The Environmental Protection Authority (EPA) has released its report on an inquiry into a proposal to change environmental conditions for the Bluewaters power station near Collie.
The Bluewaters Power Station Phase I and Phase II proposals, to construct and operate a sub-critical coal-fired base-load power generating facility 4 km northeast of Collie, were each assessed in 2005.
In February 2013, Bluewaters Power Pty Ltd reported that routine stack testing, when extrapolated to an annual load, showed chromium emissions were well above those allowed under its environmental conditions.
Comprehensive investigations and testing requested by the Department of Water and Environmental Regulation (DWER), and subsequent monitoring, showed that the original data did not reflect feasible annual emissions and had resulted from inaccurate monitoring, a consequence of incorrectly located monitoring ports.
Bluewaters Power subsequently moved the monitoring ports, updated the continuous emissions monitoring equipment and addressed pollution-control equipment maintenance. It also undertook an eight-month monitoring program that produced accurate and reliable results. Results from ‘worst-case scenario’ analysis showed that emissions were in fact less than 5 per cent of health criteria recommended by the Department of Health.
An independent peer review was also commissioned by the EPA to advise on the ambient health criteria and the risk posed by predicted ground-level concentrations of metals. The review concluded that the criteria were appropriate for the protection of human health from exposure to arsenic, cadmium, chromium III, chromium VI and mercury, and results indicated there was no cause for concerns of adverse health effects from exposure.
EPA Chairman Dr Tom Hatton said the inquiry into air emissions from the Bluewaters Power Station had brought to the EPA’s attention the need for consistent standards and limits across all types of air emissions for all power stations in the Collie airshed.
EPA called for consistent regulation of Collie power stations to ensure greater transparency and drive continuous improvement in air quality.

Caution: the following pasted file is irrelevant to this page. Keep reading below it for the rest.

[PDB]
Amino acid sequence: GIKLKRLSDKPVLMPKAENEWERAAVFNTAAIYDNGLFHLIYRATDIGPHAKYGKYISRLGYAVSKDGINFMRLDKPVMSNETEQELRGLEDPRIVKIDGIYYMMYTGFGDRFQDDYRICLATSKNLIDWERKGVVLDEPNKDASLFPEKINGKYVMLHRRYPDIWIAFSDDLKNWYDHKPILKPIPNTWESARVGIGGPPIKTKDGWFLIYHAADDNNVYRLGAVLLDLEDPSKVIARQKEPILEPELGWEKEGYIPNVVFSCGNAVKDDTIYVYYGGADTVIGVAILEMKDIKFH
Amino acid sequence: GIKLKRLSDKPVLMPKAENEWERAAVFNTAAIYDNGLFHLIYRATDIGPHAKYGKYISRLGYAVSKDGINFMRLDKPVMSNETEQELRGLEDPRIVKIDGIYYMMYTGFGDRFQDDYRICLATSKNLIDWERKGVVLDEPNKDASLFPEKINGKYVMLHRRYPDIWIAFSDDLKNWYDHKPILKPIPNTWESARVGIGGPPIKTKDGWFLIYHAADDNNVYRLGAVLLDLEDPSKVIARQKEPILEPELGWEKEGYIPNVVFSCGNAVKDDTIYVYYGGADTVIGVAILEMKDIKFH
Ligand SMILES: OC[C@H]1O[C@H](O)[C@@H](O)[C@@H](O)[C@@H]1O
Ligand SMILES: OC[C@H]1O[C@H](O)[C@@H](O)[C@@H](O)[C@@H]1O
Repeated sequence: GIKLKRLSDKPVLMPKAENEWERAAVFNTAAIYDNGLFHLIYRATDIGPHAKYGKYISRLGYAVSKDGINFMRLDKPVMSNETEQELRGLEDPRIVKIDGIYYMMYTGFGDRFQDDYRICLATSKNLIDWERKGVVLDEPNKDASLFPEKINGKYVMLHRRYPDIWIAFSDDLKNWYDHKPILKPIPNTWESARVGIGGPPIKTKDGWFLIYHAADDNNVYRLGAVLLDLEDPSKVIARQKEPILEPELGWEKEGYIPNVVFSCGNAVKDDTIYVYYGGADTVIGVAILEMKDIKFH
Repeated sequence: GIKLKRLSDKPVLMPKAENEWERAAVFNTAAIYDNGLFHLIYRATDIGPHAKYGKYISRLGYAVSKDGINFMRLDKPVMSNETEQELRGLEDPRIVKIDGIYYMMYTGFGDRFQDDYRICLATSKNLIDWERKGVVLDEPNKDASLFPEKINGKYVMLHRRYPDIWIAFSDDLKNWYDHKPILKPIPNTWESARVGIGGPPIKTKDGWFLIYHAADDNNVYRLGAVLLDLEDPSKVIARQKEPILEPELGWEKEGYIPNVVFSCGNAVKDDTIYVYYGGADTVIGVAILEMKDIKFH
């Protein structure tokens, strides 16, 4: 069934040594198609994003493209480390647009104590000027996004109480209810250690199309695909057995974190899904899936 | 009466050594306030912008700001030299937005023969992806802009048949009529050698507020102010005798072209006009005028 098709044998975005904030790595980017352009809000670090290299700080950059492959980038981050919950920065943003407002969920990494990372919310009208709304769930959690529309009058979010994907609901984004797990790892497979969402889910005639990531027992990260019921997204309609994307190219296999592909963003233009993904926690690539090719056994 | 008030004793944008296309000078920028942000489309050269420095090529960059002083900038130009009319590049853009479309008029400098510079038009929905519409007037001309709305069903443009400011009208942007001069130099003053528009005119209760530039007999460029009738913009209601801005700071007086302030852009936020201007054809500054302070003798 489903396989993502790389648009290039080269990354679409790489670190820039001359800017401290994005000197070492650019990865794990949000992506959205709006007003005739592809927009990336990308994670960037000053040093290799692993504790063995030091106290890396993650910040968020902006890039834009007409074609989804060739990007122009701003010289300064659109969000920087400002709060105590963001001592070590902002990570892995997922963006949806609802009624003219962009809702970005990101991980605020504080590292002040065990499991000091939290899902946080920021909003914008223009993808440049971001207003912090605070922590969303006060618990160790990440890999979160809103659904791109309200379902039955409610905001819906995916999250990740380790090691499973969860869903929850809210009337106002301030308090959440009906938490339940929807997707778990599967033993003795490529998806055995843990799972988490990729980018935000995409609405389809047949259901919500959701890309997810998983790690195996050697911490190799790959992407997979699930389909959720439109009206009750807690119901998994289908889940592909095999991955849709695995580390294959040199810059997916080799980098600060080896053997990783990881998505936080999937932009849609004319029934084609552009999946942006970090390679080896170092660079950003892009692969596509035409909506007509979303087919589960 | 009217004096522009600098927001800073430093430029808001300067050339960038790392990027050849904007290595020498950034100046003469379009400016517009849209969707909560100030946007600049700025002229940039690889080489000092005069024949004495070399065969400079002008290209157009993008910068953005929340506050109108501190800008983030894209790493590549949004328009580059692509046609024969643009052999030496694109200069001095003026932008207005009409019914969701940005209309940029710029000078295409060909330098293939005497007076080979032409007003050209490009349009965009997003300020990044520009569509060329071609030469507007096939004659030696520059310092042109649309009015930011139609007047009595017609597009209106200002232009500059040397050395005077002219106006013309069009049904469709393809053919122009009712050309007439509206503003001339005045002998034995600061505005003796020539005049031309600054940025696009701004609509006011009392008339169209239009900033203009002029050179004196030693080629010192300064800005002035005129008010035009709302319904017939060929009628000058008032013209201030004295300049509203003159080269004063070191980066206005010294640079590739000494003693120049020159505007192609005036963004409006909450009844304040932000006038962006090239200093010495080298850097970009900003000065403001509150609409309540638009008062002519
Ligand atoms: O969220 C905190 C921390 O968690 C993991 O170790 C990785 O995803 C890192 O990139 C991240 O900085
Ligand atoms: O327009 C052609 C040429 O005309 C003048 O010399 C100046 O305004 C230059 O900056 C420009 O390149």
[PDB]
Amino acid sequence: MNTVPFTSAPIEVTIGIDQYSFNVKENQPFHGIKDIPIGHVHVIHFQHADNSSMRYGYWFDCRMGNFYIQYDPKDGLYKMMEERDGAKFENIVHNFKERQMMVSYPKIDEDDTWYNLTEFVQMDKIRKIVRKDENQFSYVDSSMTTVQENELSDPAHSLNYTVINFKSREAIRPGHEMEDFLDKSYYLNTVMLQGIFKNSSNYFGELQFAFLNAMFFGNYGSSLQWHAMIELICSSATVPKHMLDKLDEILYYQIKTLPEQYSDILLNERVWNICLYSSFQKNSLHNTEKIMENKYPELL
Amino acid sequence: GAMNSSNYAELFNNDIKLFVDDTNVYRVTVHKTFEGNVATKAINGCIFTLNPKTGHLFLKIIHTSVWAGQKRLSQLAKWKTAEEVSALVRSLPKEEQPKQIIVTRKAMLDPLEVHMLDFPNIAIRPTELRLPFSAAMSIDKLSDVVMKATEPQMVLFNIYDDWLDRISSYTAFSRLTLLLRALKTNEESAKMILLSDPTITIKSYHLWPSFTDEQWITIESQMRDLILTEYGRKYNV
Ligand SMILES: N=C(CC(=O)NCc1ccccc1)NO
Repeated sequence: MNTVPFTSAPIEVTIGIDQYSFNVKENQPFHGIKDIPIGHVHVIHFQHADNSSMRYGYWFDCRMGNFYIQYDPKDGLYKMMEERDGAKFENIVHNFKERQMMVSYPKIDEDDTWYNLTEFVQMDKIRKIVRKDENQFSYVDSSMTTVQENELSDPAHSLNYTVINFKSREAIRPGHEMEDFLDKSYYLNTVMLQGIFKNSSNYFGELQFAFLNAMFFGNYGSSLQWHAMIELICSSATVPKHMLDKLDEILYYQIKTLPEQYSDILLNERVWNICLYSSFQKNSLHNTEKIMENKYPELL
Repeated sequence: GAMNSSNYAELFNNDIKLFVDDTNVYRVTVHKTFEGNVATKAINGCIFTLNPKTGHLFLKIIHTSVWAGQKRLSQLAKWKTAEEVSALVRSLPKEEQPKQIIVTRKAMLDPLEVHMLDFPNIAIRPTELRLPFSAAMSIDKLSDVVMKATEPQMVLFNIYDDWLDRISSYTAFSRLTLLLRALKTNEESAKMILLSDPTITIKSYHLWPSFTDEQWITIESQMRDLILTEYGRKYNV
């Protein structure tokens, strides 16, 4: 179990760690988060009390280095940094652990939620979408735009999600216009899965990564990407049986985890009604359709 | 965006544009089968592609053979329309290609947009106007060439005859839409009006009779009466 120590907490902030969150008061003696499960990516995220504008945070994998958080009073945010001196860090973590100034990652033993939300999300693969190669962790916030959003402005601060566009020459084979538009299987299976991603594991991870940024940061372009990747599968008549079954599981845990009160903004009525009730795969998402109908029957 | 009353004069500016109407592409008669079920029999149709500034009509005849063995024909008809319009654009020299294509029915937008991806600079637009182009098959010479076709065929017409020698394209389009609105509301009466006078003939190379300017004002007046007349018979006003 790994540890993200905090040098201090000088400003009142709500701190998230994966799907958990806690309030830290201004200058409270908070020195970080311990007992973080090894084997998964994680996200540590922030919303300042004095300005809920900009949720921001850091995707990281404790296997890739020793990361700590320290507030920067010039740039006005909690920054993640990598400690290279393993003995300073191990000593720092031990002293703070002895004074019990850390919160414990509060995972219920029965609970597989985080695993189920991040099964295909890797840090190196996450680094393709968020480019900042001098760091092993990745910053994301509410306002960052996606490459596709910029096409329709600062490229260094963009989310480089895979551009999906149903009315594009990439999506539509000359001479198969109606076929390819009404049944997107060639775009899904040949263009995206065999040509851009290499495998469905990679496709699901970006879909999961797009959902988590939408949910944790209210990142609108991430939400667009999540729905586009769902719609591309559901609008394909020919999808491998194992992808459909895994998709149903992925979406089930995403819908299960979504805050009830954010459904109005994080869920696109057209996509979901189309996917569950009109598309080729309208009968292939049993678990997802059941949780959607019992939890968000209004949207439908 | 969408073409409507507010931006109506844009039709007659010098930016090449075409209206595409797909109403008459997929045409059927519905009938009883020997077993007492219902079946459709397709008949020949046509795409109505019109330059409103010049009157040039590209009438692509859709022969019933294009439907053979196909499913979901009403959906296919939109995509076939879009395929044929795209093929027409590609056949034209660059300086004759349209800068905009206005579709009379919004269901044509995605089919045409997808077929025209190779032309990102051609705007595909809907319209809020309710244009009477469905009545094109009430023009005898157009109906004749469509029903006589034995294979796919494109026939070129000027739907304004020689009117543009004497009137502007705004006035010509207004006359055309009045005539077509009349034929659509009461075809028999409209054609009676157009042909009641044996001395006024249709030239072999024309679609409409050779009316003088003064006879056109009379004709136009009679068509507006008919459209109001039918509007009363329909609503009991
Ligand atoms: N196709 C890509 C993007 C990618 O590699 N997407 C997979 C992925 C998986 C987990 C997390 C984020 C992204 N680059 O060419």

The EPA is seeking the following outcomes in the Collie airshed:
- Integrated airshed management
- Benchmarking of emissions sources
- Best-practice regulation of the airshed
- Ongoing commitments to improve air quality, and
- Publicly available information on ambient air quality.
Other recommendations included updating licences to include consistent pollutant targets and limits.
“Consistent with the EP Act principles of waste minimisation and intergenerational equity, it is reasonable for polluters in this industry to meet similar expectations for emissions limits, benchmarking, monitoring and reporting,” Dr Hatton said.
He also recommended regional ambient monitoring to address community concern.
“This should be designed in consultation with the community and with reporting with sufficient frequency and transparency to give those living in the airshed confidence that the cumulative impacts of emissions are being managed in accordance with expectations and contemporary standards for human health.”
Regarding the proposed changes to Bluewaters Power’s environmental conditions, the EPA said the monitoring, management and control of metal emissions for Bluewaters Power Station Phase I and II could be more appropriately regulated under Part V of the EP Act. However, these conditions should remain in the Ministerial Statements until a full suite of emissions limits are added to the licence under Part V of the EP Act.
EPA Report 1607 is available at www.epa.wa.gov.au
Media Contact: Clare Nixon 0437 228 870